Each region celebrates Diwali differently, but the essence is to beat the darkness within
Present-day festivities are limited by the modern urban life experiences whereas traditionally, festivals in India took an individual to the community and were varied and numerous in their modes of celebrations spread over a fortnight
Seema Kaintura 26 Oct 2019 6:00 AM GMT
The festival of Diwali is commonly observed as a culmination of sorts, marking more-or-less the end of the festival season and celebrated with much fanfare and gaiety. People shop for their families, friends, clients and employees, host card parties, illuminate houses and establishments, burst crackers, albeit responsibly, and undertake fun festive food binging.
This festival, broadly celebrating the homecoming of Lord Rama and to mark the victory of light upon darkness, is signified by a diya (earthen lamp) and so is called a festival of lights, but, in fact, is much more than that. Present-day festivities are limited by the modern urban life experiences whereas traditionally festivals in India took an individual to the community and were varied and numerous in their modes of celebrations spread over a fortnight.
Diwali is also observed as the day of Kali puja in West Bengal which celebrates the dark goddess in her fearsomeness. Diwali celebrations begin from Dhanteras and go on till Dev Diwali. The day succeeding Diwali is celebrated as Govardhan Puja which dually celebrates the cattle and Krisna's use of Govardhan Mountain to provide his people succour from the Rain God Indra's ire. People light diyas on the mounds of dung and offer prayers. Two days after Diwali is the festival of Bhai Dooj, which celebrates the brother-sister bond.
During Diwali, many people in Purvanchal also observe the ritual of 'Dalidder' (poverty) wherein they go about the house beating a battered soop (a woven basket or fan for winnowing) chanting Ishwar baithe, Dalidder Nikle, Lachmi Kare Ghar Vas (May God be in our house, may the poverty leave us, may our house prosper with the presence of Goddess Laxmi). The community then gathers and lights up a bonfire and the soops are thrown into the fire. The Marwari community does it during Choti Diwali while many perform it on Ekadashi. People in Uttar Pradesh eat suran (yam) for it is believed that the bite of suran cuts away the sins of the entire year.
The Uttar Pradesh, the Khatris layout rangoli in the form of a Chaupar (India ludo) and place Laxmi-Ganesh idols on its. Puffed rice is placed by the daughters of the house upon various colourfully decorated earthen toys and who also place thumms or ritualistic vermillion markings to symbolically express their desire and prayers for the prosperity of their mother's home.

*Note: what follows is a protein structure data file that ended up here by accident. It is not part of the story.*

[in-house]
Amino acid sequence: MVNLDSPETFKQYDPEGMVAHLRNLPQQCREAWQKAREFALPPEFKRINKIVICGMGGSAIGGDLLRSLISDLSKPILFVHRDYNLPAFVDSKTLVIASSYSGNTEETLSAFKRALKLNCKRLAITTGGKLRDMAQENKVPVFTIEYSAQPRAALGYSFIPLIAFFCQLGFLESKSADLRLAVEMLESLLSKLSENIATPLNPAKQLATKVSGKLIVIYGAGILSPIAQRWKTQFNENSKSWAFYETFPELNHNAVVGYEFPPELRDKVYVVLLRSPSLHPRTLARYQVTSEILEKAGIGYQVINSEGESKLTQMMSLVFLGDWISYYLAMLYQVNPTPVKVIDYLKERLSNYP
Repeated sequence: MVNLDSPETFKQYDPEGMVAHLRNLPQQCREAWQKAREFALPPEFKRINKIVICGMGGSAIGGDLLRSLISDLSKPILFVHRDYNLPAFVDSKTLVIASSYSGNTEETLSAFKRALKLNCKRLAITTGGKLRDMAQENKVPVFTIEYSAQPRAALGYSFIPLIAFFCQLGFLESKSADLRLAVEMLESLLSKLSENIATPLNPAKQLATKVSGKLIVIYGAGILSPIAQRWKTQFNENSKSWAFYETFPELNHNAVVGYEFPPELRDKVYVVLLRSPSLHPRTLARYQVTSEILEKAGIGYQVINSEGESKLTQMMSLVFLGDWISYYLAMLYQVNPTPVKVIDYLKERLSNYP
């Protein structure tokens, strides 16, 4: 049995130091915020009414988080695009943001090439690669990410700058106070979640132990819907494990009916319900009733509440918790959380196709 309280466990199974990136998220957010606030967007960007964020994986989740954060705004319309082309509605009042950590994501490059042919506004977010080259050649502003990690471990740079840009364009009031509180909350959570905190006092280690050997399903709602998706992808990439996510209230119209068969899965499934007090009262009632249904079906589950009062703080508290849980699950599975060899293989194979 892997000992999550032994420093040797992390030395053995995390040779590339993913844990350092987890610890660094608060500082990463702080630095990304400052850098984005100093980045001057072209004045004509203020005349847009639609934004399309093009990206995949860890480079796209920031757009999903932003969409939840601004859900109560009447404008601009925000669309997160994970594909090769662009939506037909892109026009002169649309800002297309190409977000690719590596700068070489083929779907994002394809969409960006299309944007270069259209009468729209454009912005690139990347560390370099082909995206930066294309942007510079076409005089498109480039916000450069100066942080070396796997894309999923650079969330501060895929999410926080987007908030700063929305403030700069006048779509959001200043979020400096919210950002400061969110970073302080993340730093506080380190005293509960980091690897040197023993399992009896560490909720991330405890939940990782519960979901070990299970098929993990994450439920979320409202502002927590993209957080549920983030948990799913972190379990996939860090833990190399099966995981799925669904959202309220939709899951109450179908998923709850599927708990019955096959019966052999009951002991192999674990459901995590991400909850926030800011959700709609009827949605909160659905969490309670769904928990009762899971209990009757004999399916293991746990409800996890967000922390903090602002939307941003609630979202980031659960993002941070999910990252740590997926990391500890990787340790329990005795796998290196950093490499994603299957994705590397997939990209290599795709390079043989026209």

Diwali is celebrated as Bagwal in Garhwal region of Uttarakhand. Bagwal is observed as Choti, Badi and Egas (small, big and Ekadashi). The way people light up sparklers and candles, the Garhwalis make use of bhailu and hulki. Inner shavings of pine tree are tied together with a local creeper sirola . The resulting bunch called hulki is lighted up which is then hung by thick nails to light up the courtyards. Placing a thali above it, the black residue is collected and applied as kohl. Bhailu is hulki tied to a long creeper like a big yo-yo and whisked in a circular motion on the fields on all three days. Men and women compete joyously to see who plays the longest. Beginning Choti Diwali, the bereaved are sent out food items made from kulthi (horse gram) and ranaas (rice bean).
Among people of Damoh, Chattarpur in Madhya Pradesh, the festival of Gaur Chiraiyya is celebrated soon after Diwali wherein women take seven sticks of Khoya and fashion them into a bird. At the appointed wall for puja, a tree with a bird is made. Women gather around to hear the story and put a lighted diya upon the khoya bird's beak. Thereafter, the bird body except for its tail is eaten up and the tail is tossed away behind the shoulder. All married women observe this ritual and taint their feet red.
Another major festival of the Diwali season is that of Govardhan or Annakoot which is observed the day after Diwali. It is believed the Lord Krisna hoisted the Govardhan Mountain on his small finger to provide shelter and save his devotees from the rain god's ire. So, a mound of cow dung is symbolically worshipped as Govardhan Mountain by placing a diya atop and ritualistic offerings made to Krisna which is called Annakoot or a medley of all food items. People also mark this day by worshipping cows. Uttar Pradesh Khatris save up the vegetables offered on Ahoi Ashtami and cook all of them together as annakoot offering after Diwali.
Two days after comes the festival of Bhaidooj which celebrates the bond of brothers and sisters like Rakhi or Rakshabandhan. It is believed that Yama visited his sister Yamuna or Yami this day and Yamuna elated at her brother's visit, welcomed him anointing his forehead with vermillion (tilak) and made him up a feast. Pleased with Yami, Yama asked him what she desired to which she replied that whosoever took a dip in her water with his sister on that day shall transcend the cycle of birth and death. Yama agreed and so it is considered auspicious for brother-sisters to take a dip in Yamuna at daybreak on Bhaidooj. It is a ritual observed keenly by people in Mathura.
Towards Purvanchal, sisters begin by symbolic cursing of their brothers holding a local thorny stick, bhatkatiya. Sitting in a circle they worship a mound of cow dung and Ganesh and listen to the story. Thereafter, the curse is revoked with water and the next day on Bhaidooj brothers are treated to the feast of stuffed pooris and bakheer.
Mostly symbolic, these chapters of the larger festival of Diwali, nonetheless, enrich the meaning and experiences of the festivals. Each of these festivals is linked to another to showcase the common love and importance of relations by making members of the community celebrate them together.